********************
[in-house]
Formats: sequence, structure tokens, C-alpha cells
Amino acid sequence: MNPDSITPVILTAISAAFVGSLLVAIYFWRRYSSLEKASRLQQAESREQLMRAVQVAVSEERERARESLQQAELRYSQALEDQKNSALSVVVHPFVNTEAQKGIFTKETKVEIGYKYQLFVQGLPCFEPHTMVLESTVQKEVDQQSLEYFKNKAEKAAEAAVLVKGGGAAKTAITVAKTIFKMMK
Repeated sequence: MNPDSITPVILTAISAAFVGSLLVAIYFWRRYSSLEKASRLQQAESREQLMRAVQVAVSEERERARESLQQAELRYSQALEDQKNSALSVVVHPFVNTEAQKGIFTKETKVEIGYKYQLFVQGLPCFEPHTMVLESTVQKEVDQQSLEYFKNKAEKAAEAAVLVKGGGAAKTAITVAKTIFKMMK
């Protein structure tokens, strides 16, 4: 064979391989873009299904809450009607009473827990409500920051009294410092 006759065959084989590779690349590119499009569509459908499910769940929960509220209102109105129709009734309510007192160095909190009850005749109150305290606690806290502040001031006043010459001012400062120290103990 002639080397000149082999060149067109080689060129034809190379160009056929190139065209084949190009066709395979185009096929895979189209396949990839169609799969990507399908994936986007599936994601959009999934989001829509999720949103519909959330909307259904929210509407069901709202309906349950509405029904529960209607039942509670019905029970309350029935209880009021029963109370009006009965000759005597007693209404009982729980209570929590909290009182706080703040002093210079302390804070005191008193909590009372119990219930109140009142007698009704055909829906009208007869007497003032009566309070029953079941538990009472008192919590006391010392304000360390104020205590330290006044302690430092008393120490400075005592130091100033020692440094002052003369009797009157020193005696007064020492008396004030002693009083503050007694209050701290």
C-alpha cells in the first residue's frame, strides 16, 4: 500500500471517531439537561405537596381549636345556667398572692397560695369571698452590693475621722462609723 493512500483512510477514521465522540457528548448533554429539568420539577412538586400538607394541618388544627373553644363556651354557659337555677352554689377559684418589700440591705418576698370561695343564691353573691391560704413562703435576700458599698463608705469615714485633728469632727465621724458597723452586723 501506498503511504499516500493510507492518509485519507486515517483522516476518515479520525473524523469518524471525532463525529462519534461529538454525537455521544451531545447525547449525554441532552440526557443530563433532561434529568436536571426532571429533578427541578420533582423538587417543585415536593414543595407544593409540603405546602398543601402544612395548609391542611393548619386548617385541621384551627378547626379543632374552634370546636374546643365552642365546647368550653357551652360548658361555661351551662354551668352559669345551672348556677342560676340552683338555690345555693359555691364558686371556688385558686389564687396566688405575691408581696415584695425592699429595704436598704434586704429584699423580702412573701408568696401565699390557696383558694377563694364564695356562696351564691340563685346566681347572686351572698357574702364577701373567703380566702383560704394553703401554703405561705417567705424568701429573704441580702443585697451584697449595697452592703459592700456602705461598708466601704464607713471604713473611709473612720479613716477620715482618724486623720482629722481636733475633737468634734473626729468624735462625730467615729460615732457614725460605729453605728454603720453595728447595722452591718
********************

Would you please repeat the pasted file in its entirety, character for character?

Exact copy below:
[in-house]
Formats: sequence, structure tokens, C-alpha cells
Amino acid sequence: MNPDSITPVILTAISAAFVGSLLVAIYFWRRYSSLEKASRLQQAESREQLMRAVQVAVSEERERARESLQQAELRYSQALEDQKNSALSVVVHPFVNTEAQKGIFTKETKVEIGYKYQLFVQGLPCFEPHTMVLESTVQKEVDQQSLEYFKNKAEKAAEAAVLVKGGGAAKTAITVAKTIFKMMK
Repeated sequence: MNPDSITPVILTAISAAFVGSLLVAIYFWRRYSSLEKASRLQQAESREQLMRAVQVAVSEERERARESLQQAELRYSQALEDQKNSALSVVVHPFVNTEAQKGIFTKETKVEIGYKYQLFVQGLPCFEPHTMVLESTVQKEVDQQSLEYFKNKAEKAAEAAVLVKGGGAAKTAITVAKTIFKMMK
């Protein structure tokens, strides 16, 4: 064979391989873009299904809450009607009473827990409500920051009294410092 006759065959084989590779690349590119499009569509459908499910769940929960509220209102109105129709009734309510007192160095909190009850005749109150305290606690806290502040001031006043010459001012400062120290103990 002639080397000149082999060149067109080689060129034809190379160009056929190139065209084949190009066709395979185009096929895979189209396949990839169609799969990507399908994936986007599936994601959009999934989001829509999720949103519909959330909307259904929210509407069901709202309906349950509405029904529960209607039942509670019905029970309350029935209880009021029963109370009006009965000759005597007693209404009982729980209570929590909290009182706080703040002093210079302390804070005191008193909590009372119990219930109140009142007698009704055909829906009208007869007497003032009566309070029953079941538990009472008192919590006391010392304000360390104020205590330290006044302690430092008393120490400075005592130091100033020692440094002052003369009797009157020193005696007064020492008396004030002693009083503050007694209050701290």
C-alpha cells in the first residue's frame, strides 16, 4: 500500500471517531439537561405537596381549636345556667398572692397560695369571698452590693475621722462609723 493512500483512510477514521465522540457528548448533554429539568420539577412538586400538607394541618388544627373553644363556651354557659337555677352554689377559684418589700440591705418576698370561695343564691353573691391560704413562703435576700458599698463608705469615714485633728469632727465621724458597723452586723 501506498503511504499516500493510507492518509485519507486515517483522516476518515479520525473524523469518524471525532463525529462519534461529538454525537455521544451531545447525547449525554441532552440526557443530563433532561434529568436536571426532571429533578427541578420533582423538587417543585415536593414543595407544593409540603405546602398543601402544612395548609391542611393548619386548617385541621384551627378547626379543632374552634370546636374546643365552642365546647368550653357551652360548658361555661351551662354551668352559669345551672348556677342560676340552683338555690345555693359555691364558686371556688385558686389564687396566688405575691408581696415584695425592699429595704436598704434586704429584699423580702412573701408568696401565699390557696383558694377563694364564695356562696351564691340563685346566681347572686351572698357574702364577701373567703380566702383560704394553703401554703405561705417567705424568701429573704441580702443585697451584697449595697452592703459592700456602705461598708466601704464607713471604713473611709473612720479613716477620715482618724486623720482629722481636733475633737468634734473626729468624735462625730467615729460615732457614725460605729453605728454603720453595728447595722452591718